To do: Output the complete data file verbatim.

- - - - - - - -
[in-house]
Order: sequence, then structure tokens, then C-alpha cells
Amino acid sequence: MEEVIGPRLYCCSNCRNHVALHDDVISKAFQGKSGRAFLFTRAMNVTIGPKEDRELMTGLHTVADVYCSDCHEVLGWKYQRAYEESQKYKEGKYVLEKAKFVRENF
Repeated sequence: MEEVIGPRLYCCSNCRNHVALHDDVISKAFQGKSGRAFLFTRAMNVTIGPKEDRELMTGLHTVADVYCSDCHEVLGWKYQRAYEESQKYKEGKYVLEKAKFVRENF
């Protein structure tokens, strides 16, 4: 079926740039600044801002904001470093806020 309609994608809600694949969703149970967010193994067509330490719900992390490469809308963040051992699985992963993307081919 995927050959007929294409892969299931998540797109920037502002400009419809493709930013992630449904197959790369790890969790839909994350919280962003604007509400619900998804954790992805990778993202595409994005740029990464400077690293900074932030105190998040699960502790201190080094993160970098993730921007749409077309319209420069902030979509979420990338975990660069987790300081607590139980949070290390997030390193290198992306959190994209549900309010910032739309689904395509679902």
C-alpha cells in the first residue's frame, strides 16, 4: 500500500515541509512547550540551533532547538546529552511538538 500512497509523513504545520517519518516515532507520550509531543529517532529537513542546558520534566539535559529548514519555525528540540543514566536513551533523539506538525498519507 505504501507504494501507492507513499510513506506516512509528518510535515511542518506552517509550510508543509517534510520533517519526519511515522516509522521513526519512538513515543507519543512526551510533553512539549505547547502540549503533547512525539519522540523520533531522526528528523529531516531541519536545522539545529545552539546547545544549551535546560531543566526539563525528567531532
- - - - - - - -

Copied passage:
[in-house]
Order: sequence, then structure tokens, then C-alpha cells
Amino acid sequence: MEEVIGPRLYCCSNCRNHVALHDDVISKAFQGKSGRAFLFTRAMNVTIGPKEDRELMTGLHTVADVYCSDCHEVLGWKYQRAYEESQKYKEGKYVLEKAKFVRENF
Repeated sequence: MEEVIGPRLYCCSNCRNHVALHDDVISKAFQGKSGRAFLFTRAMNVTIGPKEDRELMTGLHTVADVYCSDCHEVLGWKYQRAYEESQKYKEGKYVLEKAKFVRENF
């Protein structure tokens, strides 16, 4: 079926740039600044801002904001470093806020 309609994608809600694949969703149970967010193994067509330490719900992390490469809308963040051992699985992963993307081919 995927050959007929294409892969299931998540797109920037502002400009419809493709930013992630449904197959790369790890969790839909994350919280962003604007509400619900998804954790992805990778993202595409994005740029990464400077690293900074932030105190998040699960502790201190080094993160970098993730921007749409077309319209420069902030979509979420990338975990660069987790300081607590139980949070290390997030390193290198992306959190994209549900309010910032739309689904395509679902």
C-alpha cells in the first residue's frame, strides 16, 4: 500500500515541509512547550540551533532547538546529552511538538 500512497509523513504545520517519518516515532507520550509531543529517532529537513542546558520534566539535559529548514519555525528540540543514566536513551533523539506538525498519507 505504501507504494501507492507513499510513506506516512509528518510535515511542518506552517509550510508543509517534510520533517519526519511515522516509522521513526519512538513515543507519543512526551510533553512539549505547547502540549503533547512525539519522540523520533531522526528528523529531516531541519536545522539545529545552539546547545544549551535546560531543566526539563525528567531532